1. This appeal raises an important point of company law and practice. The appeal is preferred by the appellants who were the original petitioning creditors in Company Petition No. 355 of 1979. The learned company judge, by his order dated February 6, 1980, has dismissed the petition. We have only the bald order recorded in the minutes and we have been told, and we are giving this judgment on that footing, that the dismissal by the learned company judge was on the company's submission that the petitioners being secured creditors were not entitled to maintain a petition for winding up. Indeed, this plea has been taken in the affidavit of S.H. Daga, a director of the company sought to be wound up, in paragraph 3 (ii). He has claimed in the said paragraph that the machinery of the company sought to be wound up had been hypothecated in favour of petitioners. The charge created by the said hypothecation has also been duly registered with the Registrar of Companies. According to the deponent, therefore, the petitioner, being a secured creditor, cannot file or maintain the petition for winding up unless he gives up the security.
2. According to Mr. Tulzapurkar, who appears on behalf of appellants/petitioners, this approach is malicious and not warranted by the provisions of the Companies Act. He also submits that there are three decisions of other courts directly contrary to the position which found favour with the learned company judge.
3. At the outset, let us consider the provisions of the Companies Act.
4. Section 439 of the Companies Act, 1956, provides for applications for winding up, and under sub-s. (1) of s. 439, such an application could be presented by any creditor or creditors, including any contingent or prospective creditor or creditors, and sub-s. (2) specifically provides for secured creditors, and may be fully extracted :
'439. (2) A secured creditor, the holder of any debentures (including debenture stock), whether or not any trustee or trustees have been appointed in respect of such and other like debentures, and also the trustee for the holders of debentures, shall be deemed to be creditors within the meaning of clause (b) of sub-section (1).'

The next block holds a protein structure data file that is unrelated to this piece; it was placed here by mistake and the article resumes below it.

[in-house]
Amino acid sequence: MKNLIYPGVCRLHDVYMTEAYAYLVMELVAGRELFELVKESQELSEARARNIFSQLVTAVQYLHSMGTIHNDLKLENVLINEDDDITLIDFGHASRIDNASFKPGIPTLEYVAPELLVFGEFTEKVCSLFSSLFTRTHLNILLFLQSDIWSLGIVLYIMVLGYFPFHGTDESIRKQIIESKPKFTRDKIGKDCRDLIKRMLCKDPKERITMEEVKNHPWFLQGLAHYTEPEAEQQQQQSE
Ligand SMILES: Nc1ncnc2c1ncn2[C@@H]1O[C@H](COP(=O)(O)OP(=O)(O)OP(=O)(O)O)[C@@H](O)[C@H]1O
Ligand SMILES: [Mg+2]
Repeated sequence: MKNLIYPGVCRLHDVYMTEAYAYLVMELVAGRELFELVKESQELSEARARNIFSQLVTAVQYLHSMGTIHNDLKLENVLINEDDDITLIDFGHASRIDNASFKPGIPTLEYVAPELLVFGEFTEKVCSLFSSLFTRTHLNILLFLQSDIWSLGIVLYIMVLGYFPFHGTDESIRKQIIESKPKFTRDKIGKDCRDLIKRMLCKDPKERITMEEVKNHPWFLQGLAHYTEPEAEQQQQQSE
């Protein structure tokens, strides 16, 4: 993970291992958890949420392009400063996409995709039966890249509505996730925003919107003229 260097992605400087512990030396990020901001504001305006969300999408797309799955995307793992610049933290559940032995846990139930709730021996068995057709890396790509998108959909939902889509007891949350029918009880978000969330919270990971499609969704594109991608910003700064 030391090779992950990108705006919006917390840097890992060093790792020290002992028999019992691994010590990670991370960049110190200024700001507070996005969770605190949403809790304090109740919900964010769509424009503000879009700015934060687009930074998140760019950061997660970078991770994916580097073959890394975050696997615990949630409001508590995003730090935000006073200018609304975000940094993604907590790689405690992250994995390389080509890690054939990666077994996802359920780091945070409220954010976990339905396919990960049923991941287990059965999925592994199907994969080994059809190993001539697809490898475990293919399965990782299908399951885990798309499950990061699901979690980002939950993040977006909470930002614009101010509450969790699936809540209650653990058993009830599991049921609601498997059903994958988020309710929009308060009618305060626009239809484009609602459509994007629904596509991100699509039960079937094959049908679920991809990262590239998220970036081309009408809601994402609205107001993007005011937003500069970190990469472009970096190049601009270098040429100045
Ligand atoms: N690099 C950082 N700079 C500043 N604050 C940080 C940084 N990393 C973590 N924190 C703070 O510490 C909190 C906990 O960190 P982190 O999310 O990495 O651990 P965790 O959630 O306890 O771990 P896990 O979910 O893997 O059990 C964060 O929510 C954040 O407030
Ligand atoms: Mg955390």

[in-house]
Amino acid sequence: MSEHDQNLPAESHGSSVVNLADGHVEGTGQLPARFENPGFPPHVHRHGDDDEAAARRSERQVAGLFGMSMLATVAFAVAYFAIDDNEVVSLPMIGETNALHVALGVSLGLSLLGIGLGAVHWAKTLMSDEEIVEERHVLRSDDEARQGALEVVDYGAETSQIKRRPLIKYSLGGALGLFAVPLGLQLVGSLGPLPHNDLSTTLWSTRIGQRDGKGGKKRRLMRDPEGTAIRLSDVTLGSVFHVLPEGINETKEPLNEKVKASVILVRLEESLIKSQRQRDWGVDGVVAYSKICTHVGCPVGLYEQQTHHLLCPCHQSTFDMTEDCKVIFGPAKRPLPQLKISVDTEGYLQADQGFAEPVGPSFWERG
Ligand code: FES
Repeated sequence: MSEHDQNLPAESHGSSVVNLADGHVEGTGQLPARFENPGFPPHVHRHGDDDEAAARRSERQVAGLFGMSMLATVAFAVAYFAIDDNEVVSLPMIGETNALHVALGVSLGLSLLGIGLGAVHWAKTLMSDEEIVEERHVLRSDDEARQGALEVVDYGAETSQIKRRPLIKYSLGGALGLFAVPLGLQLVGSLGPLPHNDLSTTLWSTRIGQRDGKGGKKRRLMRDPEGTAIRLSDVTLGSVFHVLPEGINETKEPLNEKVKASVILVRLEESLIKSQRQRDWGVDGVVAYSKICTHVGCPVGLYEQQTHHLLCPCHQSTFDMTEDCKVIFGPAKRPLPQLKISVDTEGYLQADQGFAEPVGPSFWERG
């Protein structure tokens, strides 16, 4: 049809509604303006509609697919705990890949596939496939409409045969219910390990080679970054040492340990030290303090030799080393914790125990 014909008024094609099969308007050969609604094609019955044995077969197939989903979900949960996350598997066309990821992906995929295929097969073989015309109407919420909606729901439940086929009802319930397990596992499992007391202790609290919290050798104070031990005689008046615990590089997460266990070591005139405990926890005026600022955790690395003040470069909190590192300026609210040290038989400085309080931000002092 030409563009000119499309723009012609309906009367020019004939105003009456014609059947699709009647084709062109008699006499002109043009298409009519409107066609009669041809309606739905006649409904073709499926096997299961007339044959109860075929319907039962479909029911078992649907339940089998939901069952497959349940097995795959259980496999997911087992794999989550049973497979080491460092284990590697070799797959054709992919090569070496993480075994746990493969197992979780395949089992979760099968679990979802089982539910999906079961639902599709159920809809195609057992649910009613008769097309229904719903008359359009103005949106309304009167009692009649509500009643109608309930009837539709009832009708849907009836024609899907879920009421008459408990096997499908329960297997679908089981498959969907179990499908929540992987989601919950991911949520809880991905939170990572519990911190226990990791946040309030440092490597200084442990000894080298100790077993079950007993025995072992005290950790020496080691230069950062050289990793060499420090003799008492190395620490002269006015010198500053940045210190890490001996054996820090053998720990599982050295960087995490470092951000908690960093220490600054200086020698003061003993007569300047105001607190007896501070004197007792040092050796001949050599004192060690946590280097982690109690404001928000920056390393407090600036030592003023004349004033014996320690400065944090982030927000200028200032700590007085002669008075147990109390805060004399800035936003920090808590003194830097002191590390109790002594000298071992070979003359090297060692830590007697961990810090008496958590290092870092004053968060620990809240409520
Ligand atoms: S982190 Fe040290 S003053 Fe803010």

5. The position came to be considered, initially, by the Madras High Court in Karnatak Vegetable Oils and Refineries Ltd. v. Madras Industrial Investment Corporation Ltd.  Comp Cas 249 (Mad). That, of course, was a petition under the Indian Companies Act, 1913, but the position has been clearly and extensively considered in the said decision and we may, therefore, advert to the same forthwith. It is pertinent to note that the Division Bench consisting of Rajamannar C.J. and Rajagopala Ayyangar J. were disposing of, by judgment, an appeal preferred, not from such a threshold order as the one before us but from an order directing the winding up of a company. Reliance was placed before the Division Bench on a passage from Buckley on the Companies Acts and a distinction was made between the provisions in Bankruptcy law (law of Insolvency in India) and that existing under Companies Act. On behalf of the company, however, it was urged that the creditor had ample security for his debt and that there was no averment that the security was insufficient. It was also submitted that except for this particular creditor who was the respondent in the appeal, no other creditor desired that the company should be wound up. Under these circumstances, it was urged before the Division Bench that the Division Bench should allow the appeal and vacate the winding up order. After considering the English authorities, the appeal was allowed and the order of the single judge directing the appellant company to be wound up was set aside. As one goes through the judgment, one finds that the court passed the order after considering all aspects, viz., extent of the security, extent of other assets, the views of the other creditors, and after giving full consideration to the several aspects and facets thereof, passed ultimately the order allowing the appeal.
6. The judgment in Karnatak Vegetable Oils and Refineries Ltd. v. Madras Industrial Investment Corporation Ltd. : AIR1955Mad582 , was considered by a single judge of the Calcutta High Court in India Electric Works Ltd., In re, : AIR1970Cal398 . In paragraph 12 of the judgment of the single judge, the learned single judge considered the position and it has been observed and held that it was not necessary for the secured creditors to give up security and that the provisions of law as to bankruptcy were not applicable to a petition for winding up of a company. The relevant discussion is to be found in paragraph 12 of the judgment. It is pertinent to note that this decision was also given not at the threshold state but after the petition was admitted, advertised, and after considering all relevant views, and in particular, the views of other creditors secured as well as unsecured.